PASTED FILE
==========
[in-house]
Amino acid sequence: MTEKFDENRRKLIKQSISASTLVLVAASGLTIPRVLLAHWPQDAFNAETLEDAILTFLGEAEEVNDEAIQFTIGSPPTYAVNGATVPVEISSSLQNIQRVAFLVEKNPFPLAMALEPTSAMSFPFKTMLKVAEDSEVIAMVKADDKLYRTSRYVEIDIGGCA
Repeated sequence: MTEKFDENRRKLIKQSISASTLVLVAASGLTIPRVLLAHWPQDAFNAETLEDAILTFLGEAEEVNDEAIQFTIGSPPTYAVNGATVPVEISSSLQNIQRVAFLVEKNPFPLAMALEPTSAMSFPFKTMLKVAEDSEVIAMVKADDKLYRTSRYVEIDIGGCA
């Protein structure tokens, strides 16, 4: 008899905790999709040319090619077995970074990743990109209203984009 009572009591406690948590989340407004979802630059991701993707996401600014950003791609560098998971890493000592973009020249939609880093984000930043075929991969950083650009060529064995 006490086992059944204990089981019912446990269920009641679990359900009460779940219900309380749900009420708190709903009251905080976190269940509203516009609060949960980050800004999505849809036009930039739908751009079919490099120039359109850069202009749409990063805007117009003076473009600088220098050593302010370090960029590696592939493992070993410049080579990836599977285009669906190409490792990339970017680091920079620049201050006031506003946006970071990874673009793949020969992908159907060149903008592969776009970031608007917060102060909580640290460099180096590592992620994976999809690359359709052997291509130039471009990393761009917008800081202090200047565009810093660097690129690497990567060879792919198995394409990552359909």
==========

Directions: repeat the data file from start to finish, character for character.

[in-house]
Amino acid sequence: MTEKFDENRRKLIKQSISASTLVLVAASGLTIPRVLLAHWPQDAFNAETLEDAILTFLGEAEEVNDEAIQFTIGSPPTYAVNGATVPVEISSSLQNIQRVAFLVEKNPFPLAMALEPTSAMSFPFKTMLKVAEDSEVIAMVKADDKLYRTSRYVEIDIGGCA
Repeated sequence: MTEKFDENRRKLIKQSISASTLVLVAASGLTIPRVLLAHWPQDAFNAETLEDAILTFLGEAEEVNDEAIQFTIGSPPTYAVNGATVPVEISSSLQNIQRVAFLVEKNPFPLAMALEPTSAMSFPFKTMLKVAEDSEVIAMVKADDKLYRTSRYVEIDIGGCA
């Protein structure tokens, strides 16, 4: 008899905790999709040319090619077995970074990743990109209203984009 009572009591406690948590989340407004979802630059991701993707996401600014950003791609560098998971890493000592973009020249939609880093984000930043075929991969950083650009060529064995 006490086992059944204990089981019912446990269920009641679990359900009460779940219900309380749900009420708190709903009251905080976190269940509203516009609060949960980050800004999505849809036009930039739908751009079919490099120039359109850069202009749409990063805007117009003076473009600088220098050593302010370090960029590696592939493992070993410049080579990836599977285009669906190409490792990339970017680091920079620049201050006031506003946006970071990874673009793949020969992908159907060149903008592969776009970031608007917060102060909580640290460099180096590592992620994976999809690359359709052997291509130039471009990393761009917008800081202090200047565009810093660097690129690497990567060879792919198995394409990552359909």